Posted 31 May 2006 - 09:59 AM
Silver lining in May clouds, by Mark Hulbert, MarketWatch.
Commentary: Stock market often gains after losses in May
Last Update: 12:01 AM ET May 31, 2006
ANNANDALE, Va. (MarketWatch) -- May has not been a good month for the stock market, needless to say.
Going into the last trading day of May, the Dow Jones Industrial Average is sporting a 2.4% decline for the month. That is worse than the returns produced by more than three quarters of all Mays since the late 1800s, when the DJIA was created.
Is there any way to put a positive spin on such a disappointing performance?
That was the task I set for myself in writing this column, since - as I wrote nearly two weeks ago - investment newsletter editors during the market's recent correction became too bearish too quickly. As a result, contrarian analysis suggests that the market should rally. Contrarian analysis reaches the same conclusion today, which is just another way of saying that few advisers are finding ways of putting a positive spin on what's happening.
I nevertheless discovered one such way, however, when I looked at what happens to stocks during the summer following losses in May. Much to my surprise, I found that the stock market's probabilities of rising between June 1 and Aug. 31 actually go up when May is a down month.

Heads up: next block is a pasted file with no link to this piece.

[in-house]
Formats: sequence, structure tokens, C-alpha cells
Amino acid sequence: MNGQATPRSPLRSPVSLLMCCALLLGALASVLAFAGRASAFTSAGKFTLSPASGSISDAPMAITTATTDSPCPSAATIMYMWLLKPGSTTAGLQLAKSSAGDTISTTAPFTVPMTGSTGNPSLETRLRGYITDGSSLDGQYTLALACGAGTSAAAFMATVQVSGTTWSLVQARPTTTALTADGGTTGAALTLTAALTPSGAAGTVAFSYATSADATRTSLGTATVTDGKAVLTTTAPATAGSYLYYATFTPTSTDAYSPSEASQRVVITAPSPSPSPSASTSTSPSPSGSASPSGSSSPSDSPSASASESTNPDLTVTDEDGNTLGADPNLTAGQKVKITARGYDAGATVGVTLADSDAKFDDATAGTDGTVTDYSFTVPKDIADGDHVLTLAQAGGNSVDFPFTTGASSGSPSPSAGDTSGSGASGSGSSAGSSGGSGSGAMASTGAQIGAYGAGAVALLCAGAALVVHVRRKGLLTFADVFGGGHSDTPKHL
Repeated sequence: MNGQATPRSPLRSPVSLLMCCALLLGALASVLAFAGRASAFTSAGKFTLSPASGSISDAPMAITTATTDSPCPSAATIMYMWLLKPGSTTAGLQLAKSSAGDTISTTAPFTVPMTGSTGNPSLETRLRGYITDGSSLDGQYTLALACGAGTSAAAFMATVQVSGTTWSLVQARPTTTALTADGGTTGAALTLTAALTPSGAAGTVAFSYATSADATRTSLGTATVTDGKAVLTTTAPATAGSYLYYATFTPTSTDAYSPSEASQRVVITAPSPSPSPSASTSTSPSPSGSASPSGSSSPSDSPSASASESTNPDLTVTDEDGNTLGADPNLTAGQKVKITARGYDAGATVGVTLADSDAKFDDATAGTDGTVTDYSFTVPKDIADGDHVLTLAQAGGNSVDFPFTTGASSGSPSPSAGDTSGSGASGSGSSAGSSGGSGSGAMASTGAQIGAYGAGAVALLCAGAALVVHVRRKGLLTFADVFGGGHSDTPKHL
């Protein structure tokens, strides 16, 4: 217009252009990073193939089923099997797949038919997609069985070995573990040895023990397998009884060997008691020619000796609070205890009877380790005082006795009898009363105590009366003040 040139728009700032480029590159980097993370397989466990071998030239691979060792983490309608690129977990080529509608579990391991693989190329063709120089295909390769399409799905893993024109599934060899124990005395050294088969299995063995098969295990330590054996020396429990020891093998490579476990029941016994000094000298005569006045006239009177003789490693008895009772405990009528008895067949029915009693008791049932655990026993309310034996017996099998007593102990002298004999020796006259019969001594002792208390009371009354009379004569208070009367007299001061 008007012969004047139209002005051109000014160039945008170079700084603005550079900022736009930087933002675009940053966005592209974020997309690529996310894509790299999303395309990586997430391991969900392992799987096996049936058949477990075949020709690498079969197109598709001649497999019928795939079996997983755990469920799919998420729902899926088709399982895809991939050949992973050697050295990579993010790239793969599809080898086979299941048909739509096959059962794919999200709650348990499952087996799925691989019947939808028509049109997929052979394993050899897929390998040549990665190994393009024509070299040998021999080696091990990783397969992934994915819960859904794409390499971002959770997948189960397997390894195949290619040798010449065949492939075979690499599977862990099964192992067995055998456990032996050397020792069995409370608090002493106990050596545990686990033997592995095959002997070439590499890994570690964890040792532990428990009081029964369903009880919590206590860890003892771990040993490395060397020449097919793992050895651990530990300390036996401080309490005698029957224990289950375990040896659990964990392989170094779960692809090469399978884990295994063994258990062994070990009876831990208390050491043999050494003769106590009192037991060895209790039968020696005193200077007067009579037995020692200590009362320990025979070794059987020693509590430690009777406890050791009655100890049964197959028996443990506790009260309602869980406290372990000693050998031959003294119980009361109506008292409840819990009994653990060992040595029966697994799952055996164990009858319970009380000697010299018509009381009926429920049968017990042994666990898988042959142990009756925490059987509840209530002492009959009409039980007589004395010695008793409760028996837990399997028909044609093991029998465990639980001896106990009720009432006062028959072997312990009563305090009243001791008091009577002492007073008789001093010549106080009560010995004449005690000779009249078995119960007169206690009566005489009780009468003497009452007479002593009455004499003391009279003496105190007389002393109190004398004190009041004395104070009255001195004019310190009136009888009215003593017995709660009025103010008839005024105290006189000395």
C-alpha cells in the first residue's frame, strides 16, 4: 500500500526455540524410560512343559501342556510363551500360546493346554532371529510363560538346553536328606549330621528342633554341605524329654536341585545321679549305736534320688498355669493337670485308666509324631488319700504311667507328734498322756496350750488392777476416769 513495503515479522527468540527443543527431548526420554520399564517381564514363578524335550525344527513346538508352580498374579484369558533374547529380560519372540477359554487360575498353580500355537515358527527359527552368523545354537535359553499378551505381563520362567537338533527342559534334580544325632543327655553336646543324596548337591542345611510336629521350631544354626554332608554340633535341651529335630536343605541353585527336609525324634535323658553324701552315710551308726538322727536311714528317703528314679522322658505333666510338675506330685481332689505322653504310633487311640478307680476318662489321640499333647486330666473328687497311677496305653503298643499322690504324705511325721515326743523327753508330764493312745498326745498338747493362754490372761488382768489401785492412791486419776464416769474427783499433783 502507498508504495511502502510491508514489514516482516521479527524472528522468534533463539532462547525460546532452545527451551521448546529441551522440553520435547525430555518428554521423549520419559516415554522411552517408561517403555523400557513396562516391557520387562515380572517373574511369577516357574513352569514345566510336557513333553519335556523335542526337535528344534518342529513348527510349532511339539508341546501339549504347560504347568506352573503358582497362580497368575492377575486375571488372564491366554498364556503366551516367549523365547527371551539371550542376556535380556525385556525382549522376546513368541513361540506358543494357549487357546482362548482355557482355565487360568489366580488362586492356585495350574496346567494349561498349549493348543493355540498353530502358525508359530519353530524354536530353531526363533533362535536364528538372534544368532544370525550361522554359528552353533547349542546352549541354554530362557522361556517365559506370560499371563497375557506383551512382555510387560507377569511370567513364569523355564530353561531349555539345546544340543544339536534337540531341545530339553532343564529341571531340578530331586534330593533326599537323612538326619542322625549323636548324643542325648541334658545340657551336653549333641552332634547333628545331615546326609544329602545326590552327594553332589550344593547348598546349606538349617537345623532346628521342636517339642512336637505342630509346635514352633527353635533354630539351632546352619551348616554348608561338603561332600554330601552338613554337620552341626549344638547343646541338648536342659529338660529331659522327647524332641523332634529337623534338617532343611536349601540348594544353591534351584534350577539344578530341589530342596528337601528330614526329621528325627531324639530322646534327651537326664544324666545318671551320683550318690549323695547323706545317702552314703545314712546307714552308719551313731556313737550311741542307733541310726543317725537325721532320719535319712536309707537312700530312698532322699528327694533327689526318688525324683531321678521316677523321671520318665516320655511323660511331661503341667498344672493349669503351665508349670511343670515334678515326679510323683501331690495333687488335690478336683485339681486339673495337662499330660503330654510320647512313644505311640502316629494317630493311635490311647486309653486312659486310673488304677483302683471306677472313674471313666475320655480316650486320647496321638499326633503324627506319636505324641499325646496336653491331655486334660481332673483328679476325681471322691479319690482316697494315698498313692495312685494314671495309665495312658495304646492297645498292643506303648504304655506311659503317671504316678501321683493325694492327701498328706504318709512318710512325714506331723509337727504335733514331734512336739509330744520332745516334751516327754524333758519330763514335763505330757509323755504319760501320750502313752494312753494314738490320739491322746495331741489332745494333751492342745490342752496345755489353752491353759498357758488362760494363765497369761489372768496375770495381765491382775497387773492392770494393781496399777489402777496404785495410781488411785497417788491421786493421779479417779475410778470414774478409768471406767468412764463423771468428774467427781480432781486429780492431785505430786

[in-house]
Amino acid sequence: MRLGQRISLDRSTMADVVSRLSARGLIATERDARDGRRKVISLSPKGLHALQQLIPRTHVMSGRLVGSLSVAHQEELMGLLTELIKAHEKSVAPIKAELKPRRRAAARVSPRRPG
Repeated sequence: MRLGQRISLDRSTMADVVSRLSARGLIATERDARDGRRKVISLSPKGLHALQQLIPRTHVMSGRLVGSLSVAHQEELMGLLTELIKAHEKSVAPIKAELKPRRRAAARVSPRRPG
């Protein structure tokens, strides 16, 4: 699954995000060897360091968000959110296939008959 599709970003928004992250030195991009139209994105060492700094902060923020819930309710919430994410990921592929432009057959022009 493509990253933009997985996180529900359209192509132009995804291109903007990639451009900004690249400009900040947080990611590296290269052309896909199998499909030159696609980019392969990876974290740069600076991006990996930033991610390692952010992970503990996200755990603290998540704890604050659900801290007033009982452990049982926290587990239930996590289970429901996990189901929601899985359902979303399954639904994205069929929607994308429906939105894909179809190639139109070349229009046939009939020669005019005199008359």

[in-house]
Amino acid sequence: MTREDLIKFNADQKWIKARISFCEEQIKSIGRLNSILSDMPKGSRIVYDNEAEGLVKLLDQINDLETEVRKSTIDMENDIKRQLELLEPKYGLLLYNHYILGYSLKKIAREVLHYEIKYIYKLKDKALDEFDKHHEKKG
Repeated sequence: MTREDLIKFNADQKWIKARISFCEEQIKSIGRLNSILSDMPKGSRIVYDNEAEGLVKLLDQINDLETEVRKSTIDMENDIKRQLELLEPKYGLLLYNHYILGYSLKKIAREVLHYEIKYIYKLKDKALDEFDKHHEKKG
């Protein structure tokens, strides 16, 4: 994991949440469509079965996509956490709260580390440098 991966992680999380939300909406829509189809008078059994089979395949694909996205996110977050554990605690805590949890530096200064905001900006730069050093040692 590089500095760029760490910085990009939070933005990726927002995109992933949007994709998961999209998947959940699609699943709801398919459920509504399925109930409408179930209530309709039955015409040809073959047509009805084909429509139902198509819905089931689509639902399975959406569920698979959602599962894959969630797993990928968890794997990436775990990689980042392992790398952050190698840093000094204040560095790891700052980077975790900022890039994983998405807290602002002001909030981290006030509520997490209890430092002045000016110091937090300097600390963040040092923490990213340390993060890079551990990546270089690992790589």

Consider first those years in which May produced as big or bigger loss as it has so far this year. Since the mid 1890s, when the DJIA was created, a total of 26 years qualify. The DJIA's average summer gain during those 26 years was 6.3%.
Contrast that with the summer gains during years in which the DJIA in May did better than it has in 2006. The average three-month gain during those summers was 2.5%.
This difference turns out to be significant at the 95% confidence level that statisticians often use.
To be sure, a pattern can have statistical significance and still not have that much investment significance. And, sure enough, the investment significance of the summer's inverse relationship to May turns out to be quite modest. So you would not want to make a wholesale change to your portfolio just on the basis of this particular pattern.
Nevertheless, the pattern's existence does add a small piece of confirmation to the contrarian argument that stocks' short-term direction from here is most likely to be up.